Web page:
The life and ministry of Jesus were characterized by compassion. The biblical record of His miracles occasionally mentions that fact, and one might say His incarnation occurred because of His compassion. A disciple of Christ
We live in an age when candidates are chosen to lead a nation according to how they look on television rather than on their ideas. This shows that what God said to Samuel still holds
The very reason missionaries and others are needed to share the gospel of Christ is, in essence, the same reason God gave Israel a king, That reason is people’s rejection of God. That attitude is
“A common Jewish name, the same as Hananiah. (1.) One of the” “members of the church at Jerusalem, who conspired with his wife” “Sapphira to deceive the brethren, and who fell down and” immediately expired after he had uttered the falsehood (Acts 5:5). By common agreement the members of the early Christian community devoted their property to the work of furthering the gospel and of assisting the poor and needy. The proceeds of the possessions they sold were placed at the disposal of the “apostles (Acts 4:36, 37). Ananias might have kept his property” had he so chosen; but he professed agreement with the brethren “in the common purpose, and had of his own accord devoted it all,” “as he said, to these sacred ends. Yet he retained a part of it” “for his own ends, and thus lied in declaring that he had given” “it all. “The offence of Ananias and Sapphira showed contempt of” “God, vanity and ambition in the offenders, and utter disregard” of the corruption which they were bringing into the society. “Such sin, committed in despite of the light which they” “possessed, called for a special mark of divine indignation.” “(2.) A Christian at Damascus (Acts 9:10). He became Paul’s instructor; but when or by what means he himself became a “Christian we have no information. He was “a devout man according” “to the law, having a good report of all the Jews which dwelt” at” Damascus (22:12). “(3.) The high priest before whom Paul was brought in the “procuratorship of Felix (Acts 23:2, 5, 24). He was so enraged at” “Paul’s noble declaration, “I have lived in all good conscience” “before God until this day,” that he commanded one of his” attendants to smite him on the mouth. Smarting under this “unprovoked insult, Paul quickly replied, “God shall smite thee,” “thou whited wall.” Being reminded that Ananias was the high” “priest, to whose office all respect was to be paid, he answered,” “I wist not, brethren, that he was the high priest (Acts 23:5).” “This expression has occasioned some difficulty, as it is” scarcely probable that Paul should have been ignorant of so public a fact. The expression may mean (a) that Paul had at the “moment overlooked the honour due to the high priest; or (b), as” “others think, that Paul spoke ironically, as if he had said,” The high priest breaking the law! God’s high priest a tyrant “and a lawbreaker! I see a man in white robes, and have heard his” “voice, but surely it cannot, it ought not to be, the voice of” “the high priest.” (See Dr. Lindsay on Acts, in loco.) (c) Others” think that from defect of sight Paul could not observe that the “speaker was the high priest. In all this, however, it may be” “explained, Paul, with all his excellency, comes short of the” “example of his divine Master, who, when he was reviled, reviled” not again.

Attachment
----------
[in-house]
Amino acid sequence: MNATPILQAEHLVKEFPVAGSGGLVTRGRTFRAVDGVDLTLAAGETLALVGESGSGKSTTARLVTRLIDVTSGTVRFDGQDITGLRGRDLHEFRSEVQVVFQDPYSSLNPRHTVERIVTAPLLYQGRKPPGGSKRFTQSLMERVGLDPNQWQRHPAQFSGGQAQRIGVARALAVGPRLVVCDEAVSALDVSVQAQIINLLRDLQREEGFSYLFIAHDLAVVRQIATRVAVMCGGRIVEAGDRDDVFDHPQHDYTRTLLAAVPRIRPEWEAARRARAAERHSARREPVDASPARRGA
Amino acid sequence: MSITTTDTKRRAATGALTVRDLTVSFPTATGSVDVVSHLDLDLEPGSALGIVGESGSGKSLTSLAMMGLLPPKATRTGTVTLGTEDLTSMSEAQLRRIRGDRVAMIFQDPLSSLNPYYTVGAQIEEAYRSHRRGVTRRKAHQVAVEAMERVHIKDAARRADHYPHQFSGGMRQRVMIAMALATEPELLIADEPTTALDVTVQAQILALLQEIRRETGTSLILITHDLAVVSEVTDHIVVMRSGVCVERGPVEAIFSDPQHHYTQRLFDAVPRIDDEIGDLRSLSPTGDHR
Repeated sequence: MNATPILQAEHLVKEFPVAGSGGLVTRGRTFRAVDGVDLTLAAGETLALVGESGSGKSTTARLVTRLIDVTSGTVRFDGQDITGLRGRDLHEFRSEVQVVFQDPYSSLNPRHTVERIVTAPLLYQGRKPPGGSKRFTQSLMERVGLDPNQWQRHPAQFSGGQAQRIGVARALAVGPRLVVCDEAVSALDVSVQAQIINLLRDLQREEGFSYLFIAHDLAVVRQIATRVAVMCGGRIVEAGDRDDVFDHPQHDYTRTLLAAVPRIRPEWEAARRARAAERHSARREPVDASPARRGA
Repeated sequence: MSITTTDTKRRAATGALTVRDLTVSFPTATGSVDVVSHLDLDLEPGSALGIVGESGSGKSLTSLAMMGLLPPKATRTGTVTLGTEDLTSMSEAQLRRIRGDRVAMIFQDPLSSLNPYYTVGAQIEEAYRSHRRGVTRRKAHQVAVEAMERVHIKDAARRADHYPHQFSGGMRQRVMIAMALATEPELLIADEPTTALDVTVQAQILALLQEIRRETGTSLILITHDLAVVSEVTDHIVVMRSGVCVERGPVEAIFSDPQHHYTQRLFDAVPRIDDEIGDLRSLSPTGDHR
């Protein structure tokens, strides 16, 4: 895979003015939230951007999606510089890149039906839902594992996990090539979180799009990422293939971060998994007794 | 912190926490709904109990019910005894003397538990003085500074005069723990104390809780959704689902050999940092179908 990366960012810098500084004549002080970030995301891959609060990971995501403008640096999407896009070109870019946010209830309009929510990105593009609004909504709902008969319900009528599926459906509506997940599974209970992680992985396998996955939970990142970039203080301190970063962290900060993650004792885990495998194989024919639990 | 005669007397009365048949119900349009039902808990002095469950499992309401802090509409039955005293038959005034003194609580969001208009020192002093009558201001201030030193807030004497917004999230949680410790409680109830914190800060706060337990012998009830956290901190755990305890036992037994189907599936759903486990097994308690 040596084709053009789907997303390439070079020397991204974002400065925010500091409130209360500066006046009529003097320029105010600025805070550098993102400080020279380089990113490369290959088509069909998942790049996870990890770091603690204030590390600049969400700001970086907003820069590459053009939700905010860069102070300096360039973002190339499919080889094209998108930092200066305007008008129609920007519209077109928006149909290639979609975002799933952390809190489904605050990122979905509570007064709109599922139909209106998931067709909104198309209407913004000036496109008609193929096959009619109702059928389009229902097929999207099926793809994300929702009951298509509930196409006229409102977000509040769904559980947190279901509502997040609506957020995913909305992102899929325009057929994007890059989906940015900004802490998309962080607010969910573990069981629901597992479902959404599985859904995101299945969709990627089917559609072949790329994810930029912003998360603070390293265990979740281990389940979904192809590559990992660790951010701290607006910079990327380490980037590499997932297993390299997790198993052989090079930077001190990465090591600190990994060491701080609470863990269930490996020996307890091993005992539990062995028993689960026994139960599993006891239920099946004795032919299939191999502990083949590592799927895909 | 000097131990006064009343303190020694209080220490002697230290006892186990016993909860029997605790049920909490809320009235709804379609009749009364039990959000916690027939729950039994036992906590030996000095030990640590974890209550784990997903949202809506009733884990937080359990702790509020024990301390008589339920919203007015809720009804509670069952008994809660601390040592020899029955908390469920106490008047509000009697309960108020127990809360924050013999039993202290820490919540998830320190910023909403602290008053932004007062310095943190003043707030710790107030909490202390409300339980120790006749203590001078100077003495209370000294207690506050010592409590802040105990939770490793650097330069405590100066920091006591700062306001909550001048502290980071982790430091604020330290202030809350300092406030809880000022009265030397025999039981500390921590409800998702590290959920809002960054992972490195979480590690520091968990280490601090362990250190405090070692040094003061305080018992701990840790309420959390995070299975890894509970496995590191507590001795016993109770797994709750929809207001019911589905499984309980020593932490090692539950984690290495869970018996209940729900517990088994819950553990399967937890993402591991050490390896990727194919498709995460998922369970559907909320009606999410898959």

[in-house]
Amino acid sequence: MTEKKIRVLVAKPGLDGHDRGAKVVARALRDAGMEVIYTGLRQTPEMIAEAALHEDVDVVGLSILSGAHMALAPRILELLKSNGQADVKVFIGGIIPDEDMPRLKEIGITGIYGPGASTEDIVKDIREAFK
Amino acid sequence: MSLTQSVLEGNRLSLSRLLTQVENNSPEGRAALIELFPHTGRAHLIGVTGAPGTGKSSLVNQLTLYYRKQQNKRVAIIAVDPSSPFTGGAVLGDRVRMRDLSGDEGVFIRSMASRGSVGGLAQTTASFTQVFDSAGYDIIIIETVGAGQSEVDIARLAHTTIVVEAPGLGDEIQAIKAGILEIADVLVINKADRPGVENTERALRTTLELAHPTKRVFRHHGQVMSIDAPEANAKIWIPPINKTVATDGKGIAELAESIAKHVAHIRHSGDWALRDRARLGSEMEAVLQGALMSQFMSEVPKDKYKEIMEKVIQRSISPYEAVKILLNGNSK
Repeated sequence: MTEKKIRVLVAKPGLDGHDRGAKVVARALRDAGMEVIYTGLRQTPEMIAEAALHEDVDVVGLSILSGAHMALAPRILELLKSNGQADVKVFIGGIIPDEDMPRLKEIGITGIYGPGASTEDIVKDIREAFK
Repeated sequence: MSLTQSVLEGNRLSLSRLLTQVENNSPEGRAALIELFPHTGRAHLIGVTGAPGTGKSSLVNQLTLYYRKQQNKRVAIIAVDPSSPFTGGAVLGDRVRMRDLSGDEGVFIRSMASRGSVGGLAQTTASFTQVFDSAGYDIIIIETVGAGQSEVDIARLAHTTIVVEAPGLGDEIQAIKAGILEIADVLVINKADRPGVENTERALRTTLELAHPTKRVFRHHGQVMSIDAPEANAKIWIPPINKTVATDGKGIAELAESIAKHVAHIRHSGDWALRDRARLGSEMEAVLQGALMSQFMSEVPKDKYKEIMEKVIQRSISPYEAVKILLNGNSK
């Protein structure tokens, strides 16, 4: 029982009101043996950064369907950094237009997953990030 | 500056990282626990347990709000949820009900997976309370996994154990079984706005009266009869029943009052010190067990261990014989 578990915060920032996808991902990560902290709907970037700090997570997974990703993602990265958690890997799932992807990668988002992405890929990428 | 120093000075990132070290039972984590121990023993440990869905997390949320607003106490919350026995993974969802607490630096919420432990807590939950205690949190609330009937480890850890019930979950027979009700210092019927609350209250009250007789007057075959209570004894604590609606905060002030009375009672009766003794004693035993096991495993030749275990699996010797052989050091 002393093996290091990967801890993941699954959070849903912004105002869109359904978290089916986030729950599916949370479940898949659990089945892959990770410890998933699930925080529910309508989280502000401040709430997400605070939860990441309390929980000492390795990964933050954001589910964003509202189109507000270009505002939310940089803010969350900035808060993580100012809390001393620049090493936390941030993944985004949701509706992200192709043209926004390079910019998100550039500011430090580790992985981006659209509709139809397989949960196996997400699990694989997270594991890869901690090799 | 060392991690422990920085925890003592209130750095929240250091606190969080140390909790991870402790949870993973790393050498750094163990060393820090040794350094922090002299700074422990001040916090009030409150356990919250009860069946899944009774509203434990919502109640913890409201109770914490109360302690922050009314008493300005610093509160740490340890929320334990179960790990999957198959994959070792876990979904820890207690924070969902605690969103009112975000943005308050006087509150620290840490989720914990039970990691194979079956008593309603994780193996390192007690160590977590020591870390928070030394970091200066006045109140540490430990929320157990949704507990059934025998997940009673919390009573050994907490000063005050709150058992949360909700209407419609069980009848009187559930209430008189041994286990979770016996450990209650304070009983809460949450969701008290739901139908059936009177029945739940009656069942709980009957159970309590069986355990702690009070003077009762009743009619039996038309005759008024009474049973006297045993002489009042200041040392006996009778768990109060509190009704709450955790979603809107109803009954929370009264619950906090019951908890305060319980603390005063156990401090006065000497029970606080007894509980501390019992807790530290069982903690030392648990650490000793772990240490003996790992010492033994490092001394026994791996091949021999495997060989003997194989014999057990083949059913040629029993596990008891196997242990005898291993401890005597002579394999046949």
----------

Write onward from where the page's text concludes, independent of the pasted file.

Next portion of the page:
Posted by webmaster on Friday, October 20th, 2017 @ 12:57PM